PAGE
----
Sally Jo and I leave tomorrow for Nicaragua at 7:00 AM. This will be the second time Sally Jo has led this trip which is to an incredible school developed under the leadership of Wayne and Megan Tingle. There is no school in the slum area.
Their mission acquired 5 acres in a true slum area – no paved road or street. Under Wayne’s leadership (in USA he did landscaping and then became a contractor) a 10′ wall was built, a playing field and landscaping were begun, and an office and school room were built. Megan asked 5 grade school principals to come down and teach her how to best structure the school, hire, train, and encourage the staff, and to help with the selection of curriculum. These principals continue to be consulted. Megan hired a licensed Nicaraguan principal who then began to hire licensed teachers.
The school started with pre-school. With one good meal a day plus vitamins the little children’s hair,orangish from malnutrition, turned to its normal color. As the children have gotten older, the next grade level, with its class room. is ready. There are now about 260 children in pre-K through grade 4.
Megan is determined to develop leaders for the country. The children are very carefully selected and come each day, out of their slum dwellings ( some of these “houses” have been built against the surrounding wall – one free wall and it helps the one room structure stay steady) having done their homework, and dressed in their clean school uniforms. These children come to school eager to learn the basics, plus English, music, art, and gymnastics (partly to teach physical discipline).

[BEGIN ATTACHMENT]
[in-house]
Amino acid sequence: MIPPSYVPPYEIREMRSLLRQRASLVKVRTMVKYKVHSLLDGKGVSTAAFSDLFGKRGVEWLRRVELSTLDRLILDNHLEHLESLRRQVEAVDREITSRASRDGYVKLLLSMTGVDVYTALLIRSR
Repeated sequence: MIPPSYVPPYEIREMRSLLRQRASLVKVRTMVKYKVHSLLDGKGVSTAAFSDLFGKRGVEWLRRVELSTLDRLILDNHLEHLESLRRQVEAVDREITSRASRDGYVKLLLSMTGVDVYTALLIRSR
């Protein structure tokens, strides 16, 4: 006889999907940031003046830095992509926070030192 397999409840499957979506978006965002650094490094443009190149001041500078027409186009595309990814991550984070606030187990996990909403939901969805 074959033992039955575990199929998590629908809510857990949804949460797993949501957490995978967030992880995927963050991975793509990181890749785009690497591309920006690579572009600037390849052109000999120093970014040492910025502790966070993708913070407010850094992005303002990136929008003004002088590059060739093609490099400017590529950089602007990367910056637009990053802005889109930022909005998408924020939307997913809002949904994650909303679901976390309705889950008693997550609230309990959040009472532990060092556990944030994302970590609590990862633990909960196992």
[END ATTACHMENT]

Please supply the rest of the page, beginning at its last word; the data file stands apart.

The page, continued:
Last year (2012) nationals prepared the footings and poured the floor for a toilet facility. They put the drain pipes in the concrete floor that the toilets “sit on”. One problem….pipes were about an inch closer to the wall then they should have been…..
“Sally Jo’s team” solved the problem! The 2012 team of 11 men and 4 women included included 4 builders, an architect, and a building inspector – also an attorney (president of the congregation), banker, a Spanish teacher – and the church’s worship team which included 3 incredible teenagers who have won secular competitions. They led worship in Spanish and English at the school and in Spanish in two churches in the area.
They toughest challenge the construction people had was to put a shut off valve between the area water supply and the school – with no way to shut off the flow of water from the town – a 3″ flow!…they then installed a sand filter on the school side of the pipe)
This year’s team of 10 men and 5 women will spend time talking English with the students while we make stick puppets, eat and play with them, etc.
This past summer (2013) a nurse came to work with the Tingles, so some of us will be pouring the footings and laying the foundation for a clinic, which will serve the school children and their families.
A DL couple has significantly helped to pay for the clinic.
We know, going in, the temperature every day will be over 100 plus high humidity. I will speak in a Nicaraguan church the day after we arrive, and again later in the week. It will be an intense week.
When people ask Sally Jo why she leads these trips, her answer is: “Because I can.” Their next question: “Will you do this again next year?” …yes, she plans to.
Life is short, and we continue to invest our lives in the opportunities the Lord makes available to share Jesus Christ while developing leaders. Some of these leaders are the people with whom we very directly work. Others are the leaders who are where we go, that they may be more effective in their life’s work.
It will be a good week….it is a privilege to live and serve In Partnership With God.